Wednesday, 23 September 2015

Weird Revit Railing Stuff - part 6 - SubCategory Overrides

I was recently asked to solve a tricky Revit railing puzzle:  Someone wanted to show their glass panel balustrade as semi-transparent in elevation.  Simple, you might think.  Think again.
All good Revit experts would know that any element with a glass material that has a (semi-)transparency property will display transparent in a 3D view, but in elevation or section it shows solid.
Glass transparent in 3D view

Why is this?  Because it has always been an architectural drafting convention to make window glass opaque in elevation, so you cannot see through windows to all the stuff inside.  This is pretty sensible as elevation drawings would look a terrible mess otherwise.  So this convention was hard-coded into Revit software, as were many other conventions that we now see as restrictions .  Unfortunately this also applies to any glass element - even a glass balustrade that hides vital information behind it on a balcony.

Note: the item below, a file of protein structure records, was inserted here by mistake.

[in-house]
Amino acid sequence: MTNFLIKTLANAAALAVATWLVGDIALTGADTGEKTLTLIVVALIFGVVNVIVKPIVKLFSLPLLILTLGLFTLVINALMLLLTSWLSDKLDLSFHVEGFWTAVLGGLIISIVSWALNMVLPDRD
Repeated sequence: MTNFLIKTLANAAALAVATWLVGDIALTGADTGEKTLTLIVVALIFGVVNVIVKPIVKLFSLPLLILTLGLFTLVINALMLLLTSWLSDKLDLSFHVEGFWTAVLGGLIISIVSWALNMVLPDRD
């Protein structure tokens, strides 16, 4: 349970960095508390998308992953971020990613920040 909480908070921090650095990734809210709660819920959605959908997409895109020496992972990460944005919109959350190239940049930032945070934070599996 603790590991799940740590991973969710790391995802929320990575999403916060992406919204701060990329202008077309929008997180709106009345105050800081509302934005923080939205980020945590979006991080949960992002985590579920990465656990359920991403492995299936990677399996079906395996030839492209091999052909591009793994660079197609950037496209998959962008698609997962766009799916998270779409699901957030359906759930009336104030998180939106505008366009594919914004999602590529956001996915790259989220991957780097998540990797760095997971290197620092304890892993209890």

Opaque glass balustrade in elevation

The obvious solution is to make either the railing category or just a selected railing semi-transparent

Semi-transparent Railing category override
But that is not much use as the handrail and balustrades have become transparent too.  So what about the railing subcategories?  Unfortunately the actual subcategories do not have individual transparency overrides - it is all or nothing for the whole category.
Railing subcategories in Visibility Graphics